BERLIN (Reuters) - Germany will allow German-made tanks to be sent to Ukraine to help its defense against Russia if the United States agrees to send its own tanks, a German government source told Reuters.
German Chancellor Olaf Scholz has stressed the stipulation several times in recent days behind closed doors, the person said, speaking on condition of anonymity.
Western allies will meet at a U.S. air base in Germany on Friday to offer more weapons for Ukraine.
Attention is focused in particular on Germany, which has veto power over any decision to send its Leopard tanks, fielded by NATO-allied armies across Europe and widely seen as the most suitable for Ukraine.
Polish President Andrzej Duda told attendees at an economic forum in Davos, Switzerland, on Wednesday that he was afraid Russia was preparing a new offensive in Ukraine within months and it was therefore crucial to provide additional support to the Kyiv government with modern tanks and missiles.
Poland and Finland have already said they will send Leopard tanks if Germany approves them.
Berlin says a decision will be the first item on the agenda of Boris Pistorius, Germany's new defence minister.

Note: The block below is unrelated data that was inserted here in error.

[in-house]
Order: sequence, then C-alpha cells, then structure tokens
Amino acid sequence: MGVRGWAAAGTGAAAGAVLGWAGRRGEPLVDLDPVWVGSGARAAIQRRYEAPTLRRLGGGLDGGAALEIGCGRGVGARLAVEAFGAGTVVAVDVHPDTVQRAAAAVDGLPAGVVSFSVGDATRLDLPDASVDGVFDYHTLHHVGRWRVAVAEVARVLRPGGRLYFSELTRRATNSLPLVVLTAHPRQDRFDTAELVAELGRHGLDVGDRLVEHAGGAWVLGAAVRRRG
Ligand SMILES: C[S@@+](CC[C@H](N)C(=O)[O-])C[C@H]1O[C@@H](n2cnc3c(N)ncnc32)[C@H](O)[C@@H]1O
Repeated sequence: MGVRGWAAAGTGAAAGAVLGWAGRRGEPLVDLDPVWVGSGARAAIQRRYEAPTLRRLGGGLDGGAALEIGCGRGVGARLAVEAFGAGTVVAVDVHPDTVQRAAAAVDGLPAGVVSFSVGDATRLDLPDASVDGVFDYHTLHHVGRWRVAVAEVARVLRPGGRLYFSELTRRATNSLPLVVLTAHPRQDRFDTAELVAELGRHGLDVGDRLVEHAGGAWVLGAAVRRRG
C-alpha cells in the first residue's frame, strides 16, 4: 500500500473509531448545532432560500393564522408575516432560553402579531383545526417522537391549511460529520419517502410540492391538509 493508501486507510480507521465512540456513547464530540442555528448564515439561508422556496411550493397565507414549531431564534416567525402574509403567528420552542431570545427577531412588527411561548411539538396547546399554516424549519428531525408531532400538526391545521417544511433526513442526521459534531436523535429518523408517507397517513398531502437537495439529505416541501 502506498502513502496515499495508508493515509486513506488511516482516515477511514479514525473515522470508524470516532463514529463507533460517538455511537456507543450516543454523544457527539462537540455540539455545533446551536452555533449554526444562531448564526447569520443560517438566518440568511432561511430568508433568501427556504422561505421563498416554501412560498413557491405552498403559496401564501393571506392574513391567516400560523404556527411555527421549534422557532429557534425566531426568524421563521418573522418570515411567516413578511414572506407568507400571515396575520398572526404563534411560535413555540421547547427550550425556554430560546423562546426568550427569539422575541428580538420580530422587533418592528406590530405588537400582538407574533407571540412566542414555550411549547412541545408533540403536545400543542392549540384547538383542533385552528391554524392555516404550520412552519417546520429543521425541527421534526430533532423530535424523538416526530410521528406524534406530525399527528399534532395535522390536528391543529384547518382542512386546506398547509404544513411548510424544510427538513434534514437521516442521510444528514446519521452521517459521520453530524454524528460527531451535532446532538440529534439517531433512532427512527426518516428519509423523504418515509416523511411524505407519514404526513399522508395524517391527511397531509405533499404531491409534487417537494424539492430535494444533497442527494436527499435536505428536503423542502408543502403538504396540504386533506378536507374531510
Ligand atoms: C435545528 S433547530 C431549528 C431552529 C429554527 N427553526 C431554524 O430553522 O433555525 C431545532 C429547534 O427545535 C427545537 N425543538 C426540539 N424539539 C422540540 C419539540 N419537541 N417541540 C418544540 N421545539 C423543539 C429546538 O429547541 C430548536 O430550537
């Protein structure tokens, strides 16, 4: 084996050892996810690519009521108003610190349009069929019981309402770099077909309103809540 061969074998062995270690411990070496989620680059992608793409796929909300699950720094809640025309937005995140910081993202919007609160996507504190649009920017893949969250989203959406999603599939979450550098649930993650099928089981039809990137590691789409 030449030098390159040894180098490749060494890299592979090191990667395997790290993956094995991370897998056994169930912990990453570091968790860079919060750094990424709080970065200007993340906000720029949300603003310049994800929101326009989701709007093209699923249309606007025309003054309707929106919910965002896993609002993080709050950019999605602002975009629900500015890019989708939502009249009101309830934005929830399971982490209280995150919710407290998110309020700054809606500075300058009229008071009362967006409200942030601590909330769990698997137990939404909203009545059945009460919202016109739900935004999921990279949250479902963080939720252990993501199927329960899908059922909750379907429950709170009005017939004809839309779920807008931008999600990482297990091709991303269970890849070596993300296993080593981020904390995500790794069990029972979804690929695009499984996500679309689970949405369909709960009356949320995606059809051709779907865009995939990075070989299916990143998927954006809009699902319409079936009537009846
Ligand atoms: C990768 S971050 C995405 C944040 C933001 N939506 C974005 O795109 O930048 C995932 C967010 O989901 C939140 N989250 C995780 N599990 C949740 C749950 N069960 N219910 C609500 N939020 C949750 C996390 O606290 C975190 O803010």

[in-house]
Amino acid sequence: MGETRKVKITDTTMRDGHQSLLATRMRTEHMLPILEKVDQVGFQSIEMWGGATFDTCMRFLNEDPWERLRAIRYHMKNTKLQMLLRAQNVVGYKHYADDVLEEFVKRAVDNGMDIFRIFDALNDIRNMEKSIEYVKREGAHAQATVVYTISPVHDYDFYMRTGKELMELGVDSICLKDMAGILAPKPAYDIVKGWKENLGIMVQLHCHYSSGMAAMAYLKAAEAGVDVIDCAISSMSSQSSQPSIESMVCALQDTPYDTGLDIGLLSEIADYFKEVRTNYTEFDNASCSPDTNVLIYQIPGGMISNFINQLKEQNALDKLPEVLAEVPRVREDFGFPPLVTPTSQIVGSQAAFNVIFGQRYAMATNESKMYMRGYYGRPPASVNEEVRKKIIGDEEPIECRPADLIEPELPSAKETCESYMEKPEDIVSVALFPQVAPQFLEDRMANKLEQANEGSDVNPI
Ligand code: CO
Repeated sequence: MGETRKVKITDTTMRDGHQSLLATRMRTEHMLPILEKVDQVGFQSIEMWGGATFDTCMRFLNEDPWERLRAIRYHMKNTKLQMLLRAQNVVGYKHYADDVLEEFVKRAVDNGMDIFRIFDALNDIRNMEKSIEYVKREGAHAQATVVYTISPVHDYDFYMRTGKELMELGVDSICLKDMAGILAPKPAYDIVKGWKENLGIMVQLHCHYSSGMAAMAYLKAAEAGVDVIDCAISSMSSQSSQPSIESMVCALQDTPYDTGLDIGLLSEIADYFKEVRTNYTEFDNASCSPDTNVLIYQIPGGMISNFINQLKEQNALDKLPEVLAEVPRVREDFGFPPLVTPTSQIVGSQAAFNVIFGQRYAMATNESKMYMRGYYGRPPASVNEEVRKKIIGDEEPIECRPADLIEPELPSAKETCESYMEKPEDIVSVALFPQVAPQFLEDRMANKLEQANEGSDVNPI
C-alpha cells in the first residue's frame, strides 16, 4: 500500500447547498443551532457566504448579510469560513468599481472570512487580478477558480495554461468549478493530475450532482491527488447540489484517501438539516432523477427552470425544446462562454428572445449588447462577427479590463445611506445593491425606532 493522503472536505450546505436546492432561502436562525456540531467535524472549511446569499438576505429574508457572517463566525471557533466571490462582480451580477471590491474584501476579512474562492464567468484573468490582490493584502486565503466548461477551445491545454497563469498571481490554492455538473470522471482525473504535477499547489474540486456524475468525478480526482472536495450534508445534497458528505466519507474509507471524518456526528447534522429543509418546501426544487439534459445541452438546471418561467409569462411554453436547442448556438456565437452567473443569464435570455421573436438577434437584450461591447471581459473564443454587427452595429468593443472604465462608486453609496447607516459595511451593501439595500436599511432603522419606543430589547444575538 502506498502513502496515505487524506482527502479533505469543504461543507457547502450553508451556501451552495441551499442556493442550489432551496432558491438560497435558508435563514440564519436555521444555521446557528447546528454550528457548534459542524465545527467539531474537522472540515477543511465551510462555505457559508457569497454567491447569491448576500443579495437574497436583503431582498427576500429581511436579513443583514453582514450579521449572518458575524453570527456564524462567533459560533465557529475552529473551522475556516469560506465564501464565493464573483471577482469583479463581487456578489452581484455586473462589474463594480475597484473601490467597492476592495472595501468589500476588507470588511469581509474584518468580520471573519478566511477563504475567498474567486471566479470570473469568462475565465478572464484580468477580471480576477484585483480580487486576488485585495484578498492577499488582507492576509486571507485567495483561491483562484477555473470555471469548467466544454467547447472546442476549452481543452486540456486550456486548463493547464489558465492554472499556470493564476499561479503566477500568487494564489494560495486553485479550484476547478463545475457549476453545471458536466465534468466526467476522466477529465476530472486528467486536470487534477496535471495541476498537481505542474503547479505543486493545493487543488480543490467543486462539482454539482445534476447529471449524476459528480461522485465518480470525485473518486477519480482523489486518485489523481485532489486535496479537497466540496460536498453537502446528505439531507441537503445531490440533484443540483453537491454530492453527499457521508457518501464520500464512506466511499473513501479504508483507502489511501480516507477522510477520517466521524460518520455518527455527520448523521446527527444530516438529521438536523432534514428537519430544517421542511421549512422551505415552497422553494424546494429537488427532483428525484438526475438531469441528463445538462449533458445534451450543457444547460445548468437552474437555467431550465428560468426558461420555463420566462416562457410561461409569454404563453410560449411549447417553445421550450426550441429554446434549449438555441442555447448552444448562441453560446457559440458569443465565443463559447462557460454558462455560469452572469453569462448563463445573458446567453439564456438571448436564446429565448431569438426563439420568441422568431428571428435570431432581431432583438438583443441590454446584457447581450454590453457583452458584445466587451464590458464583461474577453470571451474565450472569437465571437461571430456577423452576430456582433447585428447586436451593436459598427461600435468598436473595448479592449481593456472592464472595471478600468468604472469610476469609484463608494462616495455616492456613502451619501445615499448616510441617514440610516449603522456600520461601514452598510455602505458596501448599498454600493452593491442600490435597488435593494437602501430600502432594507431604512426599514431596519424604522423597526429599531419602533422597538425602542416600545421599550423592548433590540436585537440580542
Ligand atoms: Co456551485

Pistorius will host U.S. Defense Secretary Lloyd Austin on Thursday.
The United States has committed roughly $24 billion to help Ukraine defend itself against Russian forces.
U.S. officials, speaking on the condition of anonymity, said President Joe Biden's administration is next expected to approve Stryker armored vehicles for Ukraine but is not poised to send its own tanks, including the M1 Abrams.
This week, Britain raised the pressure on Berlin by becoming the first Western country to send Western tanks, pledging a squadron of its Challengers, but the Leopards are seen as the best choice to supply Ukraine with a large-scale tank force.
The Wall Street Journal, citing senior German officials, first reported Berlin's condition on tanks earlier on Wednesday. The publications Sueddeutsche Zeitung and Bild also had a similar reports.
(Reporting by Andreas Rinke in Berlin and Maria Ponnezhath in Bengaluru; writing by Tom Sims; editing by Sabine Wollrab and Grant McCool)